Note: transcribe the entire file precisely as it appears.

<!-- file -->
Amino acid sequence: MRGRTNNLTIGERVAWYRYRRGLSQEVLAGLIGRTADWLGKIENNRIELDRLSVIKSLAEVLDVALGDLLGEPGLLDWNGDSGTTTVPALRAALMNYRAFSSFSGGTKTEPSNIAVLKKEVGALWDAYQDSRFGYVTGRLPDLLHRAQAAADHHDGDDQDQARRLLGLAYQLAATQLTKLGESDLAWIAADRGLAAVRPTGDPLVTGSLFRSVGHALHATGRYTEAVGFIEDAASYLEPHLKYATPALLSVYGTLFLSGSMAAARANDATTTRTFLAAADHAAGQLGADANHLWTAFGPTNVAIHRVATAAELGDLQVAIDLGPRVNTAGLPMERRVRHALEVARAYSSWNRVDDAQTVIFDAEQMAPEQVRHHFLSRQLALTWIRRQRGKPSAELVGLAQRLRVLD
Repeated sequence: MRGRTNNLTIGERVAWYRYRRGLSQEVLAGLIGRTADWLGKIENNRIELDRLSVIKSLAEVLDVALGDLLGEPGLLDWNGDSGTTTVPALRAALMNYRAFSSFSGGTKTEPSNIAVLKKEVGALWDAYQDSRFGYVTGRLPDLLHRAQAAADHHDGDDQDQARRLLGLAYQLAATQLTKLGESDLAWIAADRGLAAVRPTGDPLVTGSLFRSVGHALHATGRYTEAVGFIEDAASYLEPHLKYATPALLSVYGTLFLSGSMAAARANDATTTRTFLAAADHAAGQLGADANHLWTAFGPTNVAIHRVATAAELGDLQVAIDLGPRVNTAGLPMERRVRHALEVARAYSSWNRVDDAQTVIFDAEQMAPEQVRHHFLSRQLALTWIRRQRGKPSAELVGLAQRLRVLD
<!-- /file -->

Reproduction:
Amino acid sequence: MRGRTNNLTIGERVAWYRYRRGLSQEVLAGLIGRTADWLGKIENNRIELDRLSVIKSLAEVLDVALGDLLGEPGLLDWNGDSGTTTVPALRAALMNYRAFSSFSGGTKTEPSNIAVLKKEVGALWDAYQDSRFGYVTGRLPDLLHRAQAAADHHDGDDQDQARRLLGLAYQLAATQLTKLGESDLAWIAADRGLAAVRPTGDPLVTGSLFRSVGHALHATGRYTEAVGFIEDAASYLEPHLKYATPALLSVYGTLFLSGSMAAARANDATTTRTFLAAADHAAGQLGADANHLWTAFGPTNVAIHRVATAAELGDLQVAIDLGPRVNTAGLPMERRVRHALEVARAYSSWNRVDDAQTVIFDAEQMAPEQVRHHFLSRQLALTWIRRQRGKPSAELVGLAQRLRVLD
Repeated sequence: MRGRTNNLTIGERVAWYRYRRGLSQEVLAGLIGRTADWLGKIENNRIELDRLSVIKSLAEVLDVALGDLLGEPGLLDWNGDSGTTTVPALRAALMNYRAFSSFSGGTKTEPSNIAVLKKEVGALWDAYQDSRFGYVTGRLPDLLHRAQAAADHHDGDDQDQARRLLGLAYQLAATQLTKLGESDLAWIAADRGLAAVRPTGDPLVTGSLFRSVGHALHATGRYTEAVGFIEDAASYLEPHLKYATPALLSVYGTLFLSGSMAAARANDATTTRTFLAAADHAAGQLGADANHLWTAFGPTNVAIHRVATAAELGDLQVAIDLGPRVNTAGLPMERRVRHALEVARAYSSWNRVDDAQTVIFDAEQMAPEQVRHHFLSRQLALTWIRRQRGKPSAELVGLAQRLRVLD